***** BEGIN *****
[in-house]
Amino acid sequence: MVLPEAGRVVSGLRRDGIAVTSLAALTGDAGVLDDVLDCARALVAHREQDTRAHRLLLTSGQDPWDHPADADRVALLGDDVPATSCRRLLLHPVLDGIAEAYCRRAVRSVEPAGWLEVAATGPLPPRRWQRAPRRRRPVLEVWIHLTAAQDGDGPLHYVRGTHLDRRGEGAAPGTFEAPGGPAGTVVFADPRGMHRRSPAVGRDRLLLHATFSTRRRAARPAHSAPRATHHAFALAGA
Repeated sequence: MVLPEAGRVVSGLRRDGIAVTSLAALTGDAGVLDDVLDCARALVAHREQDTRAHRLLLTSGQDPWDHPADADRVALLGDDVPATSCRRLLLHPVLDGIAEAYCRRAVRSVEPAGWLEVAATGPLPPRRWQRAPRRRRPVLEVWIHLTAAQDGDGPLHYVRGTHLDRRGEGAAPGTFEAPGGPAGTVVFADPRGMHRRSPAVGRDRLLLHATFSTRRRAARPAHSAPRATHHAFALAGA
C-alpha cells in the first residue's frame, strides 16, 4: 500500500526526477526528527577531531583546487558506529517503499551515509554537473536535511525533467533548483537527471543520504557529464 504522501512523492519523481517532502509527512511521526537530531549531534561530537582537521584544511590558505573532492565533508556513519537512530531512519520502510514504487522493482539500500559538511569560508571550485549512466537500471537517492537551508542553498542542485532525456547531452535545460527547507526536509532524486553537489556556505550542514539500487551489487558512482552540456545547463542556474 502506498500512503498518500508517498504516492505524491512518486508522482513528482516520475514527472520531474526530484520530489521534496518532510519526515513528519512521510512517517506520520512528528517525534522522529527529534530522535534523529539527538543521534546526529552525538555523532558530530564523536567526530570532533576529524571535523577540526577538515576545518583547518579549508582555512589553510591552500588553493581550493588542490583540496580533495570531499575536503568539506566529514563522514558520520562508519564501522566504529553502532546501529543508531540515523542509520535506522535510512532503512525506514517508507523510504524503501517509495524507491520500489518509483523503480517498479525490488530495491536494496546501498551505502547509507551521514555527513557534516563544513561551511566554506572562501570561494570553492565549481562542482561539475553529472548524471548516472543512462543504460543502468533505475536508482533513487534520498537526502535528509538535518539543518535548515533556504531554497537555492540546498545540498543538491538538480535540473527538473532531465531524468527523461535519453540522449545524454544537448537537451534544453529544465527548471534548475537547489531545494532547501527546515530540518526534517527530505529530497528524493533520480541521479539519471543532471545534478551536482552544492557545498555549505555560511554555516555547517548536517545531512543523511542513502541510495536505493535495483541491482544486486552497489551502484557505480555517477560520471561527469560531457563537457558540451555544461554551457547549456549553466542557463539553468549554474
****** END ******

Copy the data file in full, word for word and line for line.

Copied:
[in-house]
Amino acid sequence: MVLPEAGRVVSGLRRDGIAVTSLAALTGDAGVLDDVLDCARALVAHREQDTRAHRLLLTSGQDPWDHPADADRVALLGDDVPATSCRRLLLHPVLDGIAEAYCRRAVRSVEPAGWLEVAATGPLPPRRWQRAPRRRRPVLEVWIHLTAAQDGDGPLHYVRGTHLDRRGEGAAPGTFEAPGGPAGTVVFADPRGMHRRSPAVGRDRLLLHATFSTRRRAARPAHSAPRATHHAFALAGA
Repeated sequence: MVLPEAGRVVSGLRRDGIAVTSLAALTGDAGVLDDVLDCARALVAHREQDTRAHRLLLTSGQDPWDHPADADRVALLGDDVPATSCRRLLLHPVLDGIAEAYCRRAVRSVEPAGWLEVAATGPLPPRRWQRAPRRRRPVLEVWIHLTAAQDGDGPLHYVRGTHLDRRGEGAAPGTFEAPGGPAGTVVFADPRGMHRRSPAVGRDRLLLHATFSTRRRAARPAHSAPRATHHAFALAGA
C-alpha cells in the first residue's frame, strides 16, 4: 500500500526526477526528527577531531583546487558506529517503499551515509554537473536535511525533467533548483537527471543520504557529464 504522501512523492519523481517532502509527512511521526537530531549531534561530537582537521584544511590558505573532492565533508556513519537512530531512519520502510514504487522493482539500500559538511569560508571550485549512466537500471537517492537551508542553498542542485532525456547531452535545460527547507526536509532524486553537489556556505550542514539500487551489487558512482552540456545547463542556474 502506498500512503498518500508517498504516492505524491512518486508522482513528482516520475514527472520531474526530484520530489521534496518532510519526515513528519512521510512517517506520520512528528517525534522522529527529534530522535534523529539527538543521534546526529552525538555523532558530530564523536567526530570532533576529524571535523577540526577538515576545518583547518579549508582555512589553510591552500588553493581550493588542490583540496580533495570531499575536503568539506566529514563522514558520520562508519564501522566504529553502532546501529543508531540515523542509520535506522535510512532503512525506514517508507523510504524503501517509495524507491520500489518509483523503480517498479525490488530495491536494496546501498551505502547509507551521514555527513557534516563544513561551511566554506572562501570561494570553492565549481562542482561539475553529472548524471548516472543512462543504460543502468533505475536508482533513487534520498537526502535528509538535518539543518535548515533556504531554497537555492540546498545540498543538491538538480535540473527538473532531465531524468527523461535519453540522449545524454544537448537537451534544453529544465527548471534548475537547489531545494532547501527546515530540518526534517527530505529530497528524493533520480541521479539519471543532471545534478551536482552544492557545498555549505555560511554555516555547517548536517545531512543523511542513502541510495536505493535495483541491482544486486552497489551502484557505480555517477560520471561527469560531457563537457558540451555544461554551457547549456549553466542557463539553468549554474